Sunday, November 27, 2022

Matt Castelli interview, 10/21

By Zander Frost, Chronicle Staff Writer

Editor’s note: Short excerpts of long Chronicle interview conducted Oct. 21.

Chronicle: How would you explain Elise’s overwhelming victories if she doesn’t represent the people?
CastellI: Well, I’m not quite sure that she’s had as strong an opponent to challenge her. And I think that we have a very, very different Congresswoman right now than we’ve had in the past. This is a moderate district. It’s a district that voted for Barack Obama twice, same district…elected moderates, Kirsten Gillibrand, Chris Gibson, John McHugh, certainly, Bill Owens, and Elise Stefanik.

And up until 2020 she was certainly I think, still viewed as that moderate voice, someone that had a record of bipartisanship up until this Congress….

Only two bills that she has sponsored have become law, a commemorative coin and the renaming of a post office. That’s it, look it up. Everything else has been trying to claim credit for things that she voted against.

…She tried to claim $13 million for rural health care in her district that came from the American rescue plan that she voted against, so time and time again…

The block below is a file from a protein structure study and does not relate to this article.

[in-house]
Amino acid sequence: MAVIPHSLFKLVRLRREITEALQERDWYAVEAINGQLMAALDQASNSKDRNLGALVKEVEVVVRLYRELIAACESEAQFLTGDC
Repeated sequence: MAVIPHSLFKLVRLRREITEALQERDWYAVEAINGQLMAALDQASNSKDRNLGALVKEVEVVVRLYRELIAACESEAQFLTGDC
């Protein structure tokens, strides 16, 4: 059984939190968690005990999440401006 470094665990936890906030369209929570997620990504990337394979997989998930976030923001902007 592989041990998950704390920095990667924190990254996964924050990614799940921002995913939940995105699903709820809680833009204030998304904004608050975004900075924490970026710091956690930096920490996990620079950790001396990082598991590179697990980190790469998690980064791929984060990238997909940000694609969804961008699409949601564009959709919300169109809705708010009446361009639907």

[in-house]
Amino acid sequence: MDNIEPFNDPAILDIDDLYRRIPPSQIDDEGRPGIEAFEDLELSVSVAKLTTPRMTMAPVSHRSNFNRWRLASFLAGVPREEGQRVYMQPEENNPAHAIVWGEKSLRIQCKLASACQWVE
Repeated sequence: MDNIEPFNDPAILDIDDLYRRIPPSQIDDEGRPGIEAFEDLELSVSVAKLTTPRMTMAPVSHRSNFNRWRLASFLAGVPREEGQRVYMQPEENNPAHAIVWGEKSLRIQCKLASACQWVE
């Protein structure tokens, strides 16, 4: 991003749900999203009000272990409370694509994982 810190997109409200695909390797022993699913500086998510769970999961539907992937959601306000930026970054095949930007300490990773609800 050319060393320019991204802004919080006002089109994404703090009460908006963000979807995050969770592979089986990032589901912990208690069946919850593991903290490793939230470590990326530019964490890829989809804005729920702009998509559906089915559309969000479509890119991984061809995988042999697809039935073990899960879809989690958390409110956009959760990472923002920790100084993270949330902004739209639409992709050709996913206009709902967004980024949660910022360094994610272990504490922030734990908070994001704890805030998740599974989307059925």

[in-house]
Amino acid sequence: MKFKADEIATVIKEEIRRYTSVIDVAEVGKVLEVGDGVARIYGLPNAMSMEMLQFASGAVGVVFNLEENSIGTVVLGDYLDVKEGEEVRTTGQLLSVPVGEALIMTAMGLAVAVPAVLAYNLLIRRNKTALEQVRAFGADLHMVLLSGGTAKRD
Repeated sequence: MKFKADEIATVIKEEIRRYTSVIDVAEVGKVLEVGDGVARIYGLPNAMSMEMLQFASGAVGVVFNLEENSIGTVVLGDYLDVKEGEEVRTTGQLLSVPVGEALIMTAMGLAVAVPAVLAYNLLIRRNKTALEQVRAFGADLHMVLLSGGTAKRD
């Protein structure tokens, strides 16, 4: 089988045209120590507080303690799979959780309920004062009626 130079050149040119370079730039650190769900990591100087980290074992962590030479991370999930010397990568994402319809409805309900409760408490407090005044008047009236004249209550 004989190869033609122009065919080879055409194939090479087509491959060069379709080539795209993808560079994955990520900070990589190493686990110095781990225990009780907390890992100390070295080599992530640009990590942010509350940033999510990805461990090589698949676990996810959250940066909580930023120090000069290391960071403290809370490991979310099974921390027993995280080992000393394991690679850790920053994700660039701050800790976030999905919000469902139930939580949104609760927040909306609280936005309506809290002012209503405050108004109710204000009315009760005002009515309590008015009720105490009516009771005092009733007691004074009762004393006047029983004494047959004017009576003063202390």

…She doesn’t make herself available to most press here in the district to actually answer hard questions. She doesn’t show up in the community to talk to constituents of all political stripes. It’s been years since she’s been in certain communities.

She certainly hasn’t had town halls, and people are thirsting for a change…

And they’re looking for a moderate. They once thought they had one. We’ve seen someone make this pivot to the far right to advance their career, and it’s turned a lot of folks off.

Chronicle: What do you think of President Biden’s Afghanistan exit?
Castelli: I thought it was a bit of a catastrophe. I’ve been pretty open about my criticism of this administration and the conduct of the withdrawal.

I give them a little degree of empathy because they were handed really terrible circumstances — a surrender deal that had been orchestrated by the former administration, former President Trump and Mike Pompeo…

Chronicle: How do you grade President Biden’s nearly two years in office?
Castelli: B minus, I think, we just talked about the withdrawal from Afghanistan, I’m critical of that, critical of their handling of the economy, and particularly inflation.

I think they were slow to recognize that inflation was not transitory between the administration itself as well as the Fed.

And I don’t think that they put in place measures that could have started a little bit sooner, whether that was, you know, rising interest rates or what have you.